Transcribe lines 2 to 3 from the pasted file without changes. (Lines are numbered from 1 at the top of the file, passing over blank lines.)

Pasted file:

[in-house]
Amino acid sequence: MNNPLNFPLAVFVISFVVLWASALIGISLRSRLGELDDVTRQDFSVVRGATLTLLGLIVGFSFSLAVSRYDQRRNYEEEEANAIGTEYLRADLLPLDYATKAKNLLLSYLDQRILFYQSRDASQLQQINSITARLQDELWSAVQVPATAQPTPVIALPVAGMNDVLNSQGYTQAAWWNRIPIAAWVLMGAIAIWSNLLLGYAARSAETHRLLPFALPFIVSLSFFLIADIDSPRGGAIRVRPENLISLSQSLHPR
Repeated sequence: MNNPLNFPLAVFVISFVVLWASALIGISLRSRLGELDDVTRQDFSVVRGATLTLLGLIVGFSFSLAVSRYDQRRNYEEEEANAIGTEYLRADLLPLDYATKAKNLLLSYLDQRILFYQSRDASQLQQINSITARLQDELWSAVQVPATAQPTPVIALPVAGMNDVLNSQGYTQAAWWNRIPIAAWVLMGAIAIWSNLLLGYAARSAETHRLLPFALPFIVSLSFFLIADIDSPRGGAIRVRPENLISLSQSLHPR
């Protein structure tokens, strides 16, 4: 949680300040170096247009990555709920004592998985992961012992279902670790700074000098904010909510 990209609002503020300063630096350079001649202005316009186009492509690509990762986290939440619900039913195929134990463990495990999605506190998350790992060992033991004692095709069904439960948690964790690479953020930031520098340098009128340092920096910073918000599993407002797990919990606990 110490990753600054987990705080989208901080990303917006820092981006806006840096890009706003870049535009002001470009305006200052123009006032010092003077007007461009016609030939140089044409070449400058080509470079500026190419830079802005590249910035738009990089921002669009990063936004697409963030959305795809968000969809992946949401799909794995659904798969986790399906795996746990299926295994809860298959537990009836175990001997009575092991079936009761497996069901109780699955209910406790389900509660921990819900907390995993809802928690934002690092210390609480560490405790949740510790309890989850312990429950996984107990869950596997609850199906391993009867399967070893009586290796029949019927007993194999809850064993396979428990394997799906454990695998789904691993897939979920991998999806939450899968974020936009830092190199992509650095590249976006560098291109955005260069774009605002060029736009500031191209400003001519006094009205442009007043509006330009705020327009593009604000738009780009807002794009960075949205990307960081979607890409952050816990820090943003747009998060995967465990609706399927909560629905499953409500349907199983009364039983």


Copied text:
Amino acid sequence: MNNPLNFPLAVFVISFVVLWASALIGISLRSRLGELDDVTRQDFSVVRGATLTLLGLIVGFSFSLAVSRYDQRRNYEEEEANAIGTEYLRADLLPLDYATKAKNLLLSYLDQRILFYQSRDASQLQQINSITARLQDELWSAVQVPATAQPTPVIALPVAGMNDVLNSQGYTQAAWWNRIPIAAWVLMGAIAIWSNLLLGYAARSAETHRLLPFALPFIVSLSFFLIADIDSPRGGAIRVRPENLISLSQSLHPR
Repeated sequence: MNNPLNFPLAVFVISFVVLWASALIGISLRSRLGELDDVTRQDFSVVRGATLTLLGLIVGFSFSLAVSRYDQRRNYEEEEANAIGTEYLRADLLPLDYATKAKNLLLSYLDQRILFYQSRDASQLQQINSITARLQDELWSAVQVPATAQPTPVIALPVAGMNDVLNSQGYTQAAWWNRIPIAAWVLMGAIAIWSNLLLGYAARSAETHRLLPFALPFIVSLSFFLIADIDSPRGGAIRVRPENLISLSQSLHPR